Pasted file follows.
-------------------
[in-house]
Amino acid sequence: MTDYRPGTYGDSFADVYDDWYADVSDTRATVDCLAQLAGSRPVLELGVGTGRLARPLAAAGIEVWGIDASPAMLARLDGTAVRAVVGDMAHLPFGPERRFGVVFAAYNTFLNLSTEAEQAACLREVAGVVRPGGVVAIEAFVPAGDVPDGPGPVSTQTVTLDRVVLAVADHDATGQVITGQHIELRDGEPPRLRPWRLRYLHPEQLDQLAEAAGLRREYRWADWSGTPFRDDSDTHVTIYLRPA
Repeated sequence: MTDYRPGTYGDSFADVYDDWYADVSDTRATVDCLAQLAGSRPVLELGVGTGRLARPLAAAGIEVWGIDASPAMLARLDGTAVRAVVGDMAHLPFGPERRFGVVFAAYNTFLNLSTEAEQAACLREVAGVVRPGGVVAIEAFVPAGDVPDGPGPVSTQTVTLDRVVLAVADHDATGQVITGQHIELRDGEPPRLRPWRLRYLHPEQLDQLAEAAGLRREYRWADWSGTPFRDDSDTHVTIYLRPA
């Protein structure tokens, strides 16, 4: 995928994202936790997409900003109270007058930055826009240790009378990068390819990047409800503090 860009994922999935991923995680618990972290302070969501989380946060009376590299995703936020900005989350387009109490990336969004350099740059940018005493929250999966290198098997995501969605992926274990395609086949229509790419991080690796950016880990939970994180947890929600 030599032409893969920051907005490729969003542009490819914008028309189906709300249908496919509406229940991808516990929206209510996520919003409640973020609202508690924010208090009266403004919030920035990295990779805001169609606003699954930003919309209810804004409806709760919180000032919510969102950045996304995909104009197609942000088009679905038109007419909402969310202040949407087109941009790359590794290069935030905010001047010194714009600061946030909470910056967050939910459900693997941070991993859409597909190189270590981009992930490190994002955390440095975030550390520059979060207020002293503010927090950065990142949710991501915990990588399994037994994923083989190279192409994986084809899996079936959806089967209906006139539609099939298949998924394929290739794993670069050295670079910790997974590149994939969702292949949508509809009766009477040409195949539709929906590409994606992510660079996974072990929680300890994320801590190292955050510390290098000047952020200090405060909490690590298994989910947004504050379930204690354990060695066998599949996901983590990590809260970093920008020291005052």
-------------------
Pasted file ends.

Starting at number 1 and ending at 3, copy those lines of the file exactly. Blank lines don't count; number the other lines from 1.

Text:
[in-house]
Amino acid sequence: MTDYRPGTYGDSFADVYDDWYADVSDTRATVDCLAQLAGSRPVLELGVGTGRLARPLAAAGIEVWGIDASPAMLARLDGTAVRAVVGDMAHLPFGPERRFGVVFAAYNTFLNLSTEAEQAACLREVAGVVRPGGVVAIEAFVPAGDVPDGPGPVSTQTVTLDRVVLAVADHDATGQVITGQHIELRDGEPPRLRPWRLRYLHPEQLDQLAEAAGLRREYRWADWSGTPFRDDSDTHVTIYLRPA
Repeated sequence: MTDYRPGTYGDSFADVYDDWYADVSDTRATVDCLAQLAGSRPVLELGVGTGRLARPLAAAGIEVWGIDASPAMLARLDGTAVRAVVGDMAHLPFGPERRFGVVFAAYNTFLNLSTEAEQAACLREVAGVVRPGGVVAIEAFVPAGDVPDGPGPVSTQTVTLDRVVLAVADHDATGQVITGQHIELRDGEPPRLRPWRLRYLHPEQLDQLAEAAGLRREYRWADWSGTPFRDDSDTHVTIYLRPA